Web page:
Companies without female directors on your boards: you might as well give up your CSR reporting!

In an era where social and environmental responsibility is a central concern for stakeholders (consumers, suppliers, employees, investors, etc.), companies have engaged in a frantic race to disclose extra-financial information.

A report published by the French Financial Markets Authority (l’Autorité des Marchés Financiers) in 2003 points out that, in France, information on social and environmental responsibility represents around 9% of total information contained in listed companies’ annual reports [1]. A separate report issued by KPMG in 2008 [2] highlights that French companies come second in the world after Japan in terms of their corporate responsibility disclosure. Some companies even prepare a specific corporate social responsibility (CSR) report of anything from ten to 100 pages in addition to the information disclosed in their annual report.

This enthusiasm is the result of a succession of laws in France that have significantly contributed to companies’ collective awareness of social and environmental interests. The NRE Law (French Law on “New Economic Regulations”) of May 2001 nevertheless remains the most important element of this legislation, with its requirement for listed companies to disclose social and environmental information (Article 116).

The large volume of information disclosed raises the question of the sincerity of companies’ CSR approach in general and the credibility of the CSR information disclosed in particular. Does this information reflect companies’ growing investment in social and environmental projects? Or is it simply their response to the pressing demands of their stakeholders?

Although the Grenelle II Act of 12 July 2010 appears to address investors’ growing scepticism regarding CSR disclosure by requiring that listed companies and large companies have their CSR reporting verified by an independent third-party body [3], reporting quality is nonetheless also linked to the effectiveness of the company’s internal governance mechanisms.

In this context, our research [4] highlights the role of the board of directors in French companies and its effectiveness with respect to CSR. In particular, we study the relationship between the presence of women on the board of directors and the quality of CSR reporting.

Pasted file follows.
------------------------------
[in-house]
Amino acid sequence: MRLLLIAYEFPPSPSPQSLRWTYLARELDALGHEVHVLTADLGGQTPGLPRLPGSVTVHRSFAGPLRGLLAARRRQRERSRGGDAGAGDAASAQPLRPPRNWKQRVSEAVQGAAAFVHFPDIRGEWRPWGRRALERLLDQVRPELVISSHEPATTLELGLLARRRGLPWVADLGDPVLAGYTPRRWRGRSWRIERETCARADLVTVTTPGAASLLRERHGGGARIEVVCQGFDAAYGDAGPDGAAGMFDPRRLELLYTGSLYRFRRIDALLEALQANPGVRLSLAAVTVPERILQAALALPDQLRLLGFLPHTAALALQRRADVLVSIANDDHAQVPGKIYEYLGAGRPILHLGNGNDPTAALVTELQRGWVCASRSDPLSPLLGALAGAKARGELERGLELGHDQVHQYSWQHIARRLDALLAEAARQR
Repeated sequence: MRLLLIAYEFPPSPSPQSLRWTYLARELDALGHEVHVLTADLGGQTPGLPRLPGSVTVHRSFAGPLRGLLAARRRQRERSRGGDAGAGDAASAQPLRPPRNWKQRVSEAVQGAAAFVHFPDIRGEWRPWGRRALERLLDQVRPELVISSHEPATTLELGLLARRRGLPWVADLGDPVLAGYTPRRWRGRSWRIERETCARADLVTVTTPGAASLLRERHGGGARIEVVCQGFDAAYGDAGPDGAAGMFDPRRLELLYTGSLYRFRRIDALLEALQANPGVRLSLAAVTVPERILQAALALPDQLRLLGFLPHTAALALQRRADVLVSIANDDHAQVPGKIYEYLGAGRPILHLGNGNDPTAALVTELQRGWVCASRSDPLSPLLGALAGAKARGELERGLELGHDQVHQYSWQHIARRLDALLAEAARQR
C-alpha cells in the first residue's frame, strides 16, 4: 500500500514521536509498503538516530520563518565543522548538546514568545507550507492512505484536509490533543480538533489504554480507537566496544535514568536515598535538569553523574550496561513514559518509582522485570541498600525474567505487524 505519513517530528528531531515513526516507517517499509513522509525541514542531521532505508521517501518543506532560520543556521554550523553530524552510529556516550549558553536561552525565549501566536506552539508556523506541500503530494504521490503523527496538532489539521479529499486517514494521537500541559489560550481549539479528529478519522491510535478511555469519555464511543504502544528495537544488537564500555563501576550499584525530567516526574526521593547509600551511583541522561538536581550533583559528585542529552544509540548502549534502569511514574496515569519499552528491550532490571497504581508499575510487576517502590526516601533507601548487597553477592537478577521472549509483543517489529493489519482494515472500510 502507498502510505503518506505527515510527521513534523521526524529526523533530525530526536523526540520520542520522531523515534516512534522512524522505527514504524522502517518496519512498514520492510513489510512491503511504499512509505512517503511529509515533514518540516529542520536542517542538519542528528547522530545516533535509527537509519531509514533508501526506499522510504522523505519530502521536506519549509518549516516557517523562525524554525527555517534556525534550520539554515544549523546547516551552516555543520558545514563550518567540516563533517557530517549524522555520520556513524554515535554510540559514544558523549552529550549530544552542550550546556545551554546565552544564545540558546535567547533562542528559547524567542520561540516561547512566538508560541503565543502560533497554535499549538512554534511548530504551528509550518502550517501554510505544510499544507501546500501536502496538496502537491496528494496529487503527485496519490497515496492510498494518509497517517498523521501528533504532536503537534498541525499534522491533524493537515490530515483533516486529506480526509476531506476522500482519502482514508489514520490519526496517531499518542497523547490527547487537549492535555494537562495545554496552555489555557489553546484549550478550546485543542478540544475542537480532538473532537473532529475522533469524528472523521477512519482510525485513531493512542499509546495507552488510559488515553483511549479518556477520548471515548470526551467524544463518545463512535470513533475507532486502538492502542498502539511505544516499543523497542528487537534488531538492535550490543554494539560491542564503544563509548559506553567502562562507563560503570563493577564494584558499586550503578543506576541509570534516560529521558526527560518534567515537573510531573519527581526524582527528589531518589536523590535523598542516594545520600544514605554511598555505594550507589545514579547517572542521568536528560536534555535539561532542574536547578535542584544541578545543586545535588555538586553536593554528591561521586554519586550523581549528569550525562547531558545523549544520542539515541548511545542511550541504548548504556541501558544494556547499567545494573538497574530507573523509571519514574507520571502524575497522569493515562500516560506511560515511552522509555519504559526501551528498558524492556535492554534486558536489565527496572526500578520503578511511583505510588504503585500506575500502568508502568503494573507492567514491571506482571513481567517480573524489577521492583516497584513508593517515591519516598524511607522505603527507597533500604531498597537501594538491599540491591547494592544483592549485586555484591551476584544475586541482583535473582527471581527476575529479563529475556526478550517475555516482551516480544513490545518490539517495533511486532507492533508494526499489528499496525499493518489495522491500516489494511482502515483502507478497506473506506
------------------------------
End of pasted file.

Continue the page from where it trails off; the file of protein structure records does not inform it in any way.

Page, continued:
We study large companies listed on the SBF 120 index between 2001 and 2011 [5], and firstly show that French companies with a gender-diverse board of directors show greater interest in CSR as evidenced by broader and more comprehensive voluntary reporting with respect to mandatory reporting items. More importantly, the study shows that the presence of female directors on the board improves the credibility of the information disclosed, generating a positive impact on firm value. Companies with a completely male board of directors, however, find themselves punished by a negative reaction from investors after increasing their level of CSR reporting.

Gender diversity on boards of directors is inseparable from CSR and the involvement of women in the decision-making process has become a prerequisite for good corporate governance. We adopt an innovative approach in our research to add to a long series of studies showing the value added by female board members in terms of attendance rates and monitoring, as well as their greater sensitivity to social and environmental questions.

To conclude, our study confirms previous findings that it is impossible for companies to appear virtuous and socially responsible in the eyes of their stakeholders if they fail to respect one of the most basic rules of CSR, namely the gender diversity of their governance bodies.


[1] AMF. 2003. Report on the Social and Environmental Responsibility Information Published by Listed Companies.[2] KPMG. 2008. KPMG International Survey of Corporate Responsibility Reporting (http://www.kpmg.com).[3] Listed companies have been required to have their CSR reporting verified by an independent third-party body since 2012. Companies with more than 500 employees and a turnover (or total balance sheet) exceeding €100 million have been subject to this requirement since 2016.[4] Nekhili, M., Nagati, H., Chtioui, T., Nekhili, A. 2017. “Gender-diverse board and the relevance of CSR reporting”, International Review of Financial Analysis, Vol. 50, pp. 81–100.[5] The period precedes the adoption in 2012 of the Copé-Zimmermann Law, which requires that the boards of directors of French companies contain at least 40% female members.

Tawhid Chtioui, emlyon business school

Professor and Dean emlyon business school Africa, my research essentially focuses on performance management issues including management control and organizational changes, soft controls effectiveness, governance and organizational performance. My actual work mainly focuses on African issues and contexts. I held scientific and management functions in various business schools in France and taught in various schools and Universities in France and international. I am also a serial entrepreneur and carried on consulting and professional training activities.

More information on Tawhid Chtioui:
• His CV online
His ResearchGate page


Further reading…

  • Nekhili, M., Nagati, H., Chtioui, T., Nekhili, A. 2017. Gender-diverse board and the relevance of CSR reporting. International Review of Financial Analysis, Vol. 50, pp. 81–100. DOI 10.1016/j.irfa.2017.02.003.
    Read abstract online

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May 31st, 2017|

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